Sunday, February 22, 2015

Scaling Agile: Feeding Your Feature Teams

One form of scaling Agile is about implementing Agile principles and practices in large projects or programs in such a way that you are able to deliver business value through time-boxed iterations and maintain a sustainable pace. Large projects or programs constitute multiple releases and releases comprise of multiple iterations.  In such projects or programs you will have multiple feature teams. For example, a project I was involved some time ago consisted of more than twenty feature teams distributed across two or three sites.  When a project or program of this size is in full form and happening, how do you feed your feature teams?  How do you feed your feature teams with groomed user stories and make sure that dependencies are resolved and technical debt (and consequent rework) is minimized?
One of the critical success factors of large-scale Agile projects is how effectively we feed the feature teams so that feature teams get quality inputs in order to ensure corresponding income. This includes
a)      Identification of business epics
b)      Architecture envisioning
c)       Making timely architectural decisions
d)      Identification of technical stories
e)      Validation of designs and technical decisions through POCs
f)       Breaking business epics into user stories
g)      Release planning
h)      Dependency management
i)        Sequencing the right set of stories for feature teams
j)        Story grooming 1 or 2 iterations in advance
k)      Adhering to ‘Definition of Ready’
l)        Defining Acceptance Criteria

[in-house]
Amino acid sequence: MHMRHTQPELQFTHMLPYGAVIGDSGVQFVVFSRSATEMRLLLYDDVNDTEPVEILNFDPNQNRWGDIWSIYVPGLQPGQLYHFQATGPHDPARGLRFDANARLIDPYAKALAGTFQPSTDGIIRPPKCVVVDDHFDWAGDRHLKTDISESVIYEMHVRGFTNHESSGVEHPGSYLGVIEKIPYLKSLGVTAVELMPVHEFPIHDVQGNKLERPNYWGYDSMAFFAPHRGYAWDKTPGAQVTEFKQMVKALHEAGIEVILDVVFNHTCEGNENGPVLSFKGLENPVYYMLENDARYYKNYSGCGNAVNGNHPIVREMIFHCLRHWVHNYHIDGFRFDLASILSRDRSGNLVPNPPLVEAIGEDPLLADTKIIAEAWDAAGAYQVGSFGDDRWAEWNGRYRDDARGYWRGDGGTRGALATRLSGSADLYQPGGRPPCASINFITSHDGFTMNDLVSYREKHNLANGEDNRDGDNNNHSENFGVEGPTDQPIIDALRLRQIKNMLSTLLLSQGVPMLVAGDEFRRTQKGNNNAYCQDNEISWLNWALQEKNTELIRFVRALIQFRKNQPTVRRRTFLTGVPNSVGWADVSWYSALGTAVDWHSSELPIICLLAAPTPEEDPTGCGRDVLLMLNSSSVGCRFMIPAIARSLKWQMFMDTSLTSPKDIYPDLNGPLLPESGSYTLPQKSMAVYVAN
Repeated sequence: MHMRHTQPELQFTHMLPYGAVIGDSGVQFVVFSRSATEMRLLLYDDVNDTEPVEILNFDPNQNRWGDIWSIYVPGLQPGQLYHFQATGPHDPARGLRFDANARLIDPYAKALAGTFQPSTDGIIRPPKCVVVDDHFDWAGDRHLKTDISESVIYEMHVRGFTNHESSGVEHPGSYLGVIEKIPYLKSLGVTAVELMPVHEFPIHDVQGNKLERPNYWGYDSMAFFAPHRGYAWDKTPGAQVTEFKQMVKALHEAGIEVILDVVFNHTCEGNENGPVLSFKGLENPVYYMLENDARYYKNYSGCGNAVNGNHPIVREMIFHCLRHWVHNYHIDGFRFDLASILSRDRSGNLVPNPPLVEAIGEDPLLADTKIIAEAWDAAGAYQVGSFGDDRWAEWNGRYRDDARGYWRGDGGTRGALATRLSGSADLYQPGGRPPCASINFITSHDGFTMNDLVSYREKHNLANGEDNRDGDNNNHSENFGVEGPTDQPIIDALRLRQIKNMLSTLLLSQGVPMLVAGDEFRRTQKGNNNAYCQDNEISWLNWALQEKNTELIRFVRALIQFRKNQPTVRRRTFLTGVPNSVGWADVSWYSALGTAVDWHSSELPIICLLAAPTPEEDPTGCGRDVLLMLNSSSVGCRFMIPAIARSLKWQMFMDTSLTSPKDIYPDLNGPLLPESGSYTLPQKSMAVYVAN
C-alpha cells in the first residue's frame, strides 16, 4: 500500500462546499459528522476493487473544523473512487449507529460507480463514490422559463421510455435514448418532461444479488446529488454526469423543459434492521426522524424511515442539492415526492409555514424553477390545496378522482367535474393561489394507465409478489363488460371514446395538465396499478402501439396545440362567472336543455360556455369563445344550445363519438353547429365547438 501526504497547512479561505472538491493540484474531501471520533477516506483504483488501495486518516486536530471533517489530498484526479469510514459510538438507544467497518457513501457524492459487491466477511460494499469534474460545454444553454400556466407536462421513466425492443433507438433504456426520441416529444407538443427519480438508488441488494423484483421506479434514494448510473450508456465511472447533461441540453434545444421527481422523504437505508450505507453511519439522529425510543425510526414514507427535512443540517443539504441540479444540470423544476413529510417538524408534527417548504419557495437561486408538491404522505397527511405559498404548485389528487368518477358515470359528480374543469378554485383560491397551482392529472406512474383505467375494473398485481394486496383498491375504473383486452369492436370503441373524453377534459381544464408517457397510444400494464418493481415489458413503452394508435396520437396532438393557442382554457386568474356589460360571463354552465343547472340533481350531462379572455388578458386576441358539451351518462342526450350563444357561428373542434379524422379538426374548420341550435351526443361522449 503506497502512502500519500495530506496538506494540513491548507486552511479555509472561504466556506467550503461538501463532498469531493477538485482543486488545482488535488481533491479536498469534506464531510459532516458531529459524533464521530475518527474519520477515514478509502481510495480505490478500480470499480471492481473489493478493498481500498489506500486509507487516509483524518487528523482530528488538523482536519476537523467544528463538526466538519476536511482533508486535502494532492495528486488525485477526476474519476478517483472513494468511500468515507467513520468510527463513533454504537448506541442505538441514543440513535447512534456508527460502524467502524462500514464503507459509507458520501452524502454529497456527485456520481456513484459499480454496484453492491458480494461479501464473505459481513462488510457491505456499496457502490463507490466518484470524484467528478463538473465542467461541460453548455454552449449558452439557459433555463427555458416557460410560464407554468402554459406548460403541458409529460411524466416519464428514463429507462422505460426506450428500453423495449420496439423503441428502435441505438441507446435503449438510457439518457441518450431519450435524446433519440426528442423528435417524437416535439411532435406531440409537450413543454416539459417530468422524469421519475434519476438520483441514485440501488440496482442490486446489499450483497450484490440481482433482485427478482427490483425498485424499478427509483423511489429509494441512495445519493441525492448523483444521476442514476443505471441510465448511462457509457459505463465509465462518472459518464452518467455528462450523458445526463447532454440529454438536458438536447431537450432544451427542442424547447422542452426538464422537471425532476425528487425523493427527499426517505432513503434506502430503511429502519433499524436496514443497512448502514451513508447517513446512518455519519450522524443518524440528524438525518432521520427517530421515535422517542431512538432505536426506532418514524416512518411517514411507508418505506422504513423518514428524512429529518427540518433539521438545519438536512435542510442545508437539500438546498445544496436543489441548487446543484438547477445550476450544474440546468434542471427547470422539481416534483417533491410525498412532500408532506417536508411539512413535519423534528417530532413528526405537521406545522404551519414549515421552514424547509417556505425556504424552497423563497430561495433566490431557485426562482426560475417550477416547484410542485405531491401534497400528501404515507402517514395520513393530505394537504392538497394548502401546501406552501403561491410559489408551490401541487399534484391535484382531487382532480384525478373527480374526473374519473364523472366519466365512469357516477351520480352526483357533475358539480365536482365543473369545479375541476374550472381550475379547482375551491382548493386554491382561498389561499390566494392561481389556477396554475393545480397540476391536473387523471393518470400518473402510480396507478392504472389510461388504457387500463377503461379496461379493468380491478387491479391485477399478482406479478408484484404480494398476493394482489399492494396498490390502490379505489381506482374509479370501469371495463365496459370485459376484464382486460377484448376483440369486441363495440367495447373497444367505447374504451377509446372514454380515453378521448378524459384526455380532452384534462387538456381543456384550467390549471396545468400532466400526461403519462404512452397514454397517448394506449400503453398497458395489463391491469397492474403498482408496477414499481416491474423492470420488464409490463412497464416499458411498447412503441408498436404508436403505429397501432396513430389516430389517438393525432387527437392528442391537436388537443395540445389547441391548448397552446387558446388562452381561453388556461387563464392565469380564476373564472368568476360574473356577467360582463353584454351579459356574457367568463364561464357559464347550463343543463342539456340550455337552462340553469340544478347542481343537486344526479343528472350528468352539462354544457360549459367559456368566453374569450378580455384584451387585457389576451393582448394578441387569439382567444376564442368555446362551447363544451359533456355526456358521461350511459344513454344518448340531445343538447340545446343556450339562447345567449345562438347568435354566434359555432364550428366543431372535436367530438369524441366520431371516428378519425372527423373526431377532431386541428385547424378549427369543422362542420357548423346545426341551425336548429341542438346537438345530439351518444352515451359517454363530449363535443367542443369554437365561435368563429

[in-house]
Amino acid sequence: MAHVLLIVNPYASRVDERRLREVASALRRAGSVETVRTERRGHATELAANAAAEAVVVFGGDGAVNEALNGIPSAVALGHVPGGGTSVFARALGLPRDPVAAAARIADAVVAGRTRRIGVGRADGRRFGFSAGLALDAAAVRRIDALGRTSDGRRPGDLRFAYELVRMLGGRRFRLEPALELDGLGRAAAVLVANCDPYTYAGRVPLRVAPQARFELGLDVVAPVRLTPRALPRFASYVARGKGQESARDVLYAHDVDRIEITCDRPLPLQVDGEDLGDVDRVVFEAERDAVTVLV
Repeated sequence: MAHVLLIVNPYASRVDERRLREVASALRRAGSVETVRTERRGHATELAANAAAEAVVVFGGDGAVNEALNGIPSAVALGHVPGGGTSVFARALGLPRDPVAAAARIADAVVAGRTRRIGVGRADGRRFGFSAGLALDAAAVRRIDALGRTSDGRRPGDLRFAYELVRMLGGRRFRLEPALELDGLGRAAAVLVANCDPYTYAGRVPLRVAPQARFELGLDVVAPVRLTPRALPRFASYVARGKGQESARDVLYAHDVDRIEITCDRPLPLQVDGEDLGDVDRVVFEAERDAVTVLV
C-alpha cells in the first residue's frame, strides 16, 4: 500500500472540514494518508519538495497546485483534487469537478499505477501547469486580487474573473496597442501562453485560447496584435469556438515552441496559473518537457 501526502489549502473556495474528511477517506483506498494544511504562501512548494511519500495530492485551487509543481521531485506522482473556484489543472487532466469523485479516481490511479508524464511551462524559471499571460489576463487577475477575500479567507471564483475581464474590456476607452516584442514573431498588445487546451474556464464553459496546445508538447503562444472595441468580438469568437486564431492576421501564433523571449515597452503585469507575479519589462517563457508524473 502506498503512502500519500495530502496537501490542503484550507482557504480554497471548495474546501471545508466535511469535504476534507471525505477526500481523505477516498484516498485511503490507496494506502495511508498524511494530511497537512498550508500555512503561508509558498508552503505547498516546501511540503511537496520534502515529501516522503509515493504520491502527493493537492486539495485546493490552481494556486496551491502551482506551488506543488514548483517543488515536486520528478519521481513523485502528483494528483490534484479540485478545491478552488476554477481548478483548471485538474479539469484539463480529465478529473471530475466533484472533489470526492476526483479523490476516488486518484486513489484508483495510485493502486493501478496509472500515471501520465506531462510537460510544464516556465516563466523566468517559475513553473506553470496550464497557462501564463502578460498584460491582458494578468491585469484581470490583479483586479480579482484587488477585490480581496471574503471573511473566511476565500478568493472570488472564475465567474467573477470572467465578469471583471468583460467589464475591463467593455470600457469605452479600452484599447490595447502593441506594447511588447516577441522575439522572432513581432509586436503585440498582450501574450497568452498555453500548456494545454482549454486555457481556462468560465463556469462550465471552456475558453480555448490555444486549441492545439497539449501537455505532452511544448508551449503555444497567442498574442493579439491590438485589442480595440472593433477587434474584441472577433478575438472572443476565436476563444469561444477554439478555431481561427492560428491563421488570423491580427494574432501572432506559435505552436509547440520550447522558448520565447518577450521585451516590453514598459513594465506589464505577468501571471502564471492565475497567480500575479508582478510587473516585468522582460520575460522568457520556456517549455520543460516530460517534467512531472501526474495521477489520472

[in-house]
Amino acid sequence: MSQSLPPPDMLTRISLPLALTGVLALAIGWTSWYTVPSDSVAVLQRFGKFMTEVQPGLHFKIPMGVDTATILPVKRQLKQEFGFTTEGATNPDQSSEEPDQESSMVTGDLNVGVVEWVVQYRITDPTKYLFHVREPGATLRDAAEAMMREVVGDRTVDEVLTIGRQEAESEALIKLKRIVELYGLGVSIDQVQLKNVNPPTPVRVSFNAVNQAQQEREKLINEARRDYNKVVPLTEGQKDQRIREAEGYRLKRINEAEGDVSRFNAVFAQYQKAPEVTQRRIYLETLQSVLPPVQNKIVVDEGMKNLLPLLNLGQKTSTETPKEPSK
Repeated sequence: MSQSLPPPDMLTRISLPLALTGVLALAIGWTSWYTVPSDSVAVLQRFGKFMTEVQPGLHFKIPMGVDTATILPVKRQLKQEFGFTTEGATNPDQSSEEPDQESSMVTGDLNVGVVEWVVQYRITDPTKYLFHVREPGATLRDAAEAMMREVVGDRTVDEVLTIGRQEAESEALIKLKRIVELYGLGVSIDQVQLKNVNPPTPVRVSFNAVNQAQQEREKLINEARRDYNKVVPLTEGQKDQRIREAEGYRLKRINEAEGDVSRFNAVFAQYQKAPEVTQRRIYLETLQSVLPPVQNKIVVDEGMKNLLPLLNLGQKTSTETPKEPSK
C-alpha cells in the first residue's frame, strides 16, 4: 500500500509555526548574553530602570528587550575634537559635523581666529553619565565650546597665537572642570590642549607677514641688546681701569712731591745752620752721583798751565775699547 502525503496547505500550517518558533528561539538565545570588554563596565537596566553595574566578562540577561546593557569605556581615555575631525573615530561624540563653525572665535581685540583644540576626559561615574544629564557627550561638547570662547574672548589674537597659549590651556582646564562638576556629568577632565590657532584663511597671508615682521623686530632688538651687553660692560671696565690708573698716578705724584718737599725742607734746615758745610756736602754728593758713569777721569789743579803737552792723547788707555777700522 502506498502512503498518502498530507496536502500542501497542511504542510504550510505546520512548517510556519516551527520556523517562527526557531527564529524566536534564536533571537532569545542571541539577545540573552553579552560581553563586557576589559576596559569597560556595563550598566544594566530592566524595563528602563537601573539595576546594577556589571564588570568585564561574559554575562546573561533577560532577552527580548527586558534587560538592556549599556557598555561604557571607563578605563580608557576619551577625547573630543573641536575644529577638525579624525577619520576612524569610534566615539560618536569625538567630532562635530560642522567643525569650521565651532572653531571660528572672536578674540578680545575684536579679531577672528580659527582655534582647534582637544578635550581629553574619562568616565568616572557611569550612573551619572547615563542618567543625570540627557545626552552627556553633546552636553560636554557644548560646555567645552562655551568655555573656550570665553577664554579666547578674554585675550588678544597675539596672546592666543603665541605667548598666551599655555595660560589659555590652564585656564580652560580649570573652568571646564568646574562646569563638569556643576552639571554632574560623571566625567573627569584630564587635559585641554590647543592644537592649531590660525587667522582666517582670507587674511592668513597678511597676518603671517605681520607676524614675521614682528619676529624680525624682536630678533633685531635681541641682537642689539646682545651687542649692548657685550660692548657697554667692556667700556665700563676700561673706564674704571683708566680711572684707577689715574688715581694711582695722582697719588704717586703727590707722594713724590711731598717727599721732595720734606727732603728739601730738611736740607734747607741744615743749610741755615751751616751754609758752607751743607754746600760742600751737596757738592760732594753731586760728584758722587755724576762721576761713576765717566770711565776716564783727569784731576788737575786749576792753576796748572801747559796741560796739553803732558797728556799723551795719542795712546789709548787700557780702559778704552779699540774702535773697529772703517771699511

m)    Having Definition of Done

When all these happen, feature teams will have groomed stories that satisfy the ‘Definition of Ready’ and have a clearly defined ‘Acceptance Criteria’. Doing this is a positive step towards minimizing technical debt, and avoiding rework.  Also, this can help us minimize story cycle time – the number of iteration it takes to complete an end-to-end story that is production ready.
Who does all these?  I hear this from hard-core Scrum practitioners – “It is the PO and Scrum Masters.  We have Scrum-of-Scrums.  There are no special roles such as Architects, Designers, and so on.”
What happens when you work on a large-scale complex green-field development project based on an emerging technology? What happens when none of the technical architecture defined earlier for other products or applications cannot be reused for this project? What happens when business requirements are complex and evolving?   When all these come together, I don’t think ‘Scrum-of-Scrums’ with a chief PO or PO can spend their time in turning out all these to feature teams.
You will need a team of 1 or 2 or more architects. You will need a team of two or more solution designers.  You will need a team of more than 1 PO.  And you will need a small group of technical experts to validate designs.  Besides, all these groups need to synchronize in churning out meaningful high-level release backlog and groom stories in a timely manner so that feature teams get what they want when they start iterations.  Obviously!
Here are the advantages of this approach.
a)      Effective release planning and dependency management
b)      Validation of architectural and design decisions before stories are assigned to feature teams
c)       Effective technical debt management
d)      Reduction of rework
e)      Optimization of story cycle time
f)       Improvement in quality (feature teams get quality inputs and acceptance criteria)

One of my friends asked, “All I have are 2 or 3 feature teams. It is not a very large project. Do I need such a complex structure?”  I said, “With the current structure, are you able to feed your feature teams? If no, you may need to find ways to make that happen.  May be you need to improve the way your current team operates or make some significant changes.”
If you want to deliver working software through multiple feature teams and deliver successful releases, don’t you have to focus on feeding your feature teams? I am sure you say ‘Yes’.
How have you done this or seen this happening in your projects or organization? Are there similar or different or better approaches?

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